The current management team has over 421 years of airline industry experience between them. The CEO, Tewolde Gebremariam, began working for EA in 1985 in the cargo traffic handling department. He worked his way up the ladder gradually, gaining experience, until finally reaching the position of CEO. He has since won multiple awards: including African CEO of the Year 2012 from the African CEO Forum and The Best Africa Business Leader from the Washington DC based Corporate Council on Africa.
Secondly, the Ethiopian government allowed the management team, in their capacity as the professionals, to run the company on sound business principles. In other words, the government and board understand that EA is a company and it has to be operated on commercial considerations. There are no opportunities for patronage.
EA’s diligent, experienced and reliable management team are trusted by the shareholder and given the autonomy to act without concern for political interference or fear of political reprisal. At the same time, and like any business, they are also made aware of their accountability – which is judged purely on performance, not partisan objectives.
An African leader
Beyond its own operations, the airline has also been helping other African national carriers.
It revived and owns a 49 percent stake in Malawi Airlines and a 45 percent stake in Zambia Airways and has announced plans to help re-launch a new airline in Mozambique. It is also in talks to establish smaller regional bases in Djibouti, Chad, and Equatorial Guinea. It already operates hubs in Malawi and Togo.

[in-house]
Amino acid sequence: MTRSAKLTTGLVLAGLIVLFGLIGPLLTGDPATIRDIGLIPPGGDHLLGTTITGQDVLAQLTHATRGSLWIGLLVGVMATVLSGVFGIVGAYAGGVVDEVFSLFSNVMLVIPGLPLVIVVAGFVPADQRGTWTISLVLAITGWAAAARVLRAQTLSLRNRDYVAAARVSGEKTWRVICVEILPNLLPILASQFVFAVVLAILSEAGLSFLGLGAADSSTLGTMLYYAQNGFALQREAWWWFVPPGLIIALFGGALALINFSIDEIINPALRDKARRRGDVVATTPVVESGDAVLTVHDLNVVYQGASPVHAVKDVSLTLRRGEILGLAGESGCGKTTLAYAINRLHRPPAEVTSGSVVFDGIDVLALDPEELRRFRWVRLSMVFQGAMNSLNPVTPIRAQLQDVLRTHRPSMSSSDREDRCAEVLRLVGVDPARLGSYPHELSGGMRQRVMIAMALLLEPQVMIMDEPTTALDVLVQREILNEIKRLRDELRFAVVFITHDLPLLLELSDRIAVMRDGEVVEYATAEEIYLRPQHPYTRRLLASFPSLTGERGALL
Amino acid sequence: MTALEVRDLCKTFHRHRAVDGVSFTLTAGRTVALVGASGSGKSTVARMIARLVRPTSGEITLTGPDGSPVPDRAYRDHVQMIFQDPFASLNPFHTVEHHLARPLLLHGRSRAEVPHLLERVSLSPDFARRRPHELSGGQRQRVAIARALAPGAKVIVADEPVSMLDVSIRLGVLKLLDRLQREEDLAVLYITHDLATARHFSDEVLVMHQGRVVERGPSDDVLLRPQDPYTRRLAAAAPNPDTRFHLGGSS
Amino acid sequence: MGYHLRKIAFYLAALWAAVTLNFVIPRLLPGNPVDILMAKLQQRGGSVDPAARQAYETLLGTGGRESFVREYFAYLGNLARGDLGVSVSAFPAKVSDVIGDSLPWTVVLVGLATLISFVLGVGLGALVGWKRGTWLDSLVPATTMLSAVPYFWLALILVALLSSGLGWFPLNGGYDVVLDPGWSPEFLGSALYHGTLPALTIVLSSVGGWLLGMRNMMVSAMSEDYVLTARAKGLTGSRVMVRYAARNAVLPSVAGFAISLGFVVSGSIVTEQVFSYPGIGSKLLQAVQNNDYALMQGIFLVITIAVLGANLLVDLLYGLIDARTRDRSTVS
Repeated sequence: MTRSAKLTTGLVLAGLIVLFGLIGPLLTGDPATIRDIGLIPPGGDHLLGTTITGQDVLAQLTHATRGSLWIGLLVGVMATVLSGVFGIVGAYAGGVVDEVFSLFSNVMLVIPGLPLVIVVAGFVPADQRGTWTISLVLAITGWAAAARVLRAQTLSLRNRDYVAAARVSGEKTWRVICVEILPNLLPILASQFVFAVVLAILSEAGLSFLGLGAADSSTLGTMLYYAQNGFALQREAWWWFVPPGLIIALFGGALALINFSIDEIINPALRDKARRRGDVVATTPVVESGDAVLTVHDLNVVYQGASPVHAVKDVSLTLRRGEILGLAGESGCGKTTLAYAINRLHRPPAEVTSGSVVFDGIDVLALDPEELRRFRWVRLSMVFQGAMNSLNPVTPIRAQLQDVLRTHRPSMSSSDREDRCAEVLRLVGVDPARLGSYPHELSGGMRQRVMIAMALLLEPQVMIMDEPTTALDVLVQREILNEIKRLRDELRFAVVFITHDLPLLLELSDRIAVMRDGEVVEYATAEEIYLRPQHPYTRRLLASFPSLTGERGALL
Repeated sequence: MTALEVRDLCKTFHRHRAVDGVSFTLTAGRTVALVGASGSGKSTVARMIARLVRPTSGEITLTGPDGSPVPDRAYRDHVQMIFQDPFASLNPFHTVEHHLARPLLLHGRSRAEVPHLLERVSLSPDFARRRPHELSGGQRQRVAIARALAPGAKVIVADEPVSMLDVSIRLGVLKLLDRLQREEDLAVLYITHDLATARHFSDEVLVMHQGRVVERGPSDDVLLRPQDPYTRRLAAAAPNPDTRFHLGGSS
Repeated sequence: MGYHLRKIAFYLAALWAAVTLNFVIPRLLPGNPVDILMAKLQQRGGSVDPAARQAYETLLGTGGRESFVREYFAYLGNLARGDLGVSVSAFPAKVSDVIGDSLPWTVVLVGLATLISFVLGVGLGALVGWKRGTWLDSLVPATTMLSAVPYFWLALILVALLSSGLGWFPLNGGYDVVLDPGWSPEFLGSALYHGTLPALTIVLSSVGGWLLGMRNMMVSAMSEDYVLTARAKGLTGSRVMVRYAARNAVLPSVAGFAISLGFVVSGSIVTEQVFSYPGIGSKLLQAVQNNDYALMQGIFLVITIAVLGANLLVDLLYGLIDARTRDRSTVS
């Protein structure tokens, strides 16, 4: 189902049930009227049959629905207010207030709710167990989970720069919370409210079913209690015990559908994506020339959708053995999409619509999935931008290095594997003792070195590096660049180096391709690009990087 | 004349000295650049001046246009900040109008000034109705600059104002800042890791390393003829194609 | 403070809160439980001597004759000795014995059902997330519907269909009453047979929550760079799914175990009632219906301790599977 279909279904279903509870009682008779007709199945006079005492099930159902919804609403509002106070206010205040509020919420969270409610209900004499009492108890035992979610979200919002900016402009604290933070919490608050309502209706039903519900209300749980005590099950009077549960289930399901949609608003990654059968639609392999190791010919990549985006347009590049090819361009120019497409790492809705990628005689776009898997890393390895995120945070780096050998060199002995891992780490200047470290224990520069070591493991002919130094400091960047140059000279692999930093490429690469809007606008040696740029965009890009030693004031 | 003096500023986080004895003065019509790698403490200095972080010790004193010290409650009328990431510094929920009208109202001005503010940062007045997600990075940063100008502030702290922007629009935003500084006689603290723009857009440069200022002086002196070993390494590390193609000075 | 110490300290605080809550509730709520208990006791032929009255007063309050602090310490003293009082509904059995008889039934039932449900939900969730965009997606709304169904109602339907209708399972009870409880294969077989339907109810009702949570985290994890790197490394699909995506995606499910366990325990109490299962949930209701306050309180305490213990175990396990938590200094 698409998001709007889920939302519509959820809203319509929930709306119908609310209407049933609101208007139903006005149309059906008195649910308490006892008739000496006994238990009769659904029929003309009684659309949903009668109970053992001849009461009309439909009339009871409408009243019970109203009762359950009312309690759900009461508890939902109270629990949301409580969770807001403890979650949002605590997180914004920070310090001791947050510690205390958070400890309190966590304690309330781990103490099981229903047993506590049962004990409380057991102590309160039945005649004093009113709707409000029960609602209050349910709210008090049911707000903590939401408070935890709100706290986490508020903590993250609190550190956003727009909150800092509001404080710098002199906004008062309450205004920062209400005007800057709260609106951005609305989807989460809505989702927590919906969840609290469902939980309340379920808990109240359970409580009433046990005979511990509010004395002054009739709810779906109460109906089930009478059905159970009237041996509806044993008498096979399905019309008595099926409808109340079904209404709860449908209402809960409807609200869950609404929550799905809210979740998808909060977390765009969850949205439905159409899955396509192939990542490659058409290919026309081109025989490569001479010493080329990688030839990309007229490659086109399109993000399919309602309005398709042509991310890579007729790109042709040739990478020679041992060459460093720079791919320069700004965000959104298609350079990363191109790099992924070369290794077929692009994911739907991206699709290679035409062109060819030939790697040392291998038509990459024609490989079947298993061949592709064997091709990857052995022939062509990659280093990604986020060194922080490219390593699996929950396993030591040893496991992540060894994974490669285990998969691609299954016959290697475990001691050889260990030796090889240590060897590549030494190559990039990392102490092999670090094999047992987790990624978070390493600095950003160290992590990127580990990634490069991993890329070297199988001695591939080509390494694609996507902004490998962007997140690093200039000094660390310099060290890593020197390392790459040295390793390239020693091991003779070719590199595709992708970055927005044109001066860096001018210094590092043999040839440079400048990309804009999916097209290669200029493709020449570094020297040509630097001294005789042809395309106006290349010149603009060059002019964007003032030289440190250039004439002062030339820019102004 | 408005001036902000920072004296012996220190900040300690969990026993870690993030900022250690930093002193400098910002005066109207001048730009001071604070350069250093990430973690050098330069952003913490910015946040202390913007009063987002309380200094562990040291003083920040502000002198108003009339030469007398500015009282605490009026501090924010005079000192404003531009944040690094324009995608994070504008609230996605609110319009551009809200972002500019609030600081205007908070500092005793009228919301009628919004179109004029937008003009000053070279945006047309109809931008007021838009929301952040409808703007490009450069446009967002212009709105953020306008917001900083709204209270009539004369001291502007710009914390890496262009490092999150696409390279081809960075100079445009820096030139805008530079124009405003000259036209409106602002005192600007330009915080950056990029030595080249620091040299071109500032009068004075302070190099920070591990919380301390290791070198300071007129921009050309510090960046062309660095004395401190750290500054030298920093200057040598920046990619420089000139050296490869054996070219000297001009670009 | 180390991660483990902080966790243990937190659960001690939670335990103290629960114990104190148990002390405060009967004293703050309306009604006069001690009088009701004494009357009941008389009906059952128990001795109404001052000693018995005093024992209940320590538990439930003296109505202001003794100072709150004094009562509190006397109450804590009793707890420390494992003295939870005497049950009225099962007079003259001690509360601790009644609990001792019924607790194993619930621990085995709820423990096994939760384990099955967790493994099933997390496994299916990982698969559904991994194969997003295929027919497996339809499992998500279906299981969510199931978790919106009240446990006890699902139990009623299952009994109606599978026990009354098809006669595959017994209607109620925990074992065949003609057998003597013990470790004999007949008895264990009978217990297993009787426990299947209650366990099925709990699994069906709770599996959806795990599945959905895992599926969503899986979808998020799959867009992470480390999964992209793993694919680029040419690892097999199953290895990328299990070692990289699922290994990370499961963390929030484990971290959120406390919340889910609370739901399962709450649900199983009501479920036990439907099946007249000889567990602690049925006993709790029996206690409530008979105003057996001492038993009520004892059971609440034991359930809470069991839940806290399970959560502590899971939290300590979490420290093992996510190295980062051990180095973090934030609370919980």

This strategy of reviving defunct national airlines, launching more connections and setting up more hubs across Africa has helped Ethiopian Airlines become a leader in its industry.
Adapting to COVID-19
In 2020, the biggest airlines in Africa are reeling from the devastating economic effects of coronavirus. Kenya Airways, the sixth largest airline on the continent, has occasionally asked the country’s government for an urgent bailout to avoid going into bankruptcy, and protect the jobs of its 4,000 employees.
But it seems the COVID-19 pandemic has just handed Ethiopian Airlines an opportunity to follow up on its vision of becoming the leading Africa airline by 2025.
In an interview with the Reuters earlier this year, Tewolde admitted that they had experienced a 90 percent drop in passenger numbers – and forecast a $1bn loss in revenue in the first six months of the pandemic ravaging the global economy and aviation industries.
But, leveraging on its extra capacity, Ethiopian sought help African countries meet both their export and import demands, by removing seats in its passenger planes to hold cargo. EA also bought an additional 20 freight airplanes during the pandemic.
In the period of the pandemic, the carrier had operated more than 360 chartered cargo flights to distribute Personal Protective Equipment (PPEs) to various countries around the globe. Tewolde observed that they are setting aside 40 additional airplanes to distribute the coronavirus vaccine once it starts being used. In so doing, not only did it avoid a loss but made an impressive profit during a year not so many companies did!
Aviation experts expect that after the COVID-19 pandemic, these collaborations will be established well enough for the long haul.
The lessons for SAA’s shareholder, our government, are manifold and yet straightforward and easy to implement. KQ’s board should be appointed with a mandate to operate along business lines, using EA as a model. The senior management team should be strengthened by the appointment of people with industry experience who can develop the strategic vision to take the airline forward as a business. Then allow the managers the freedom to do their jobs.
It’s that simple. (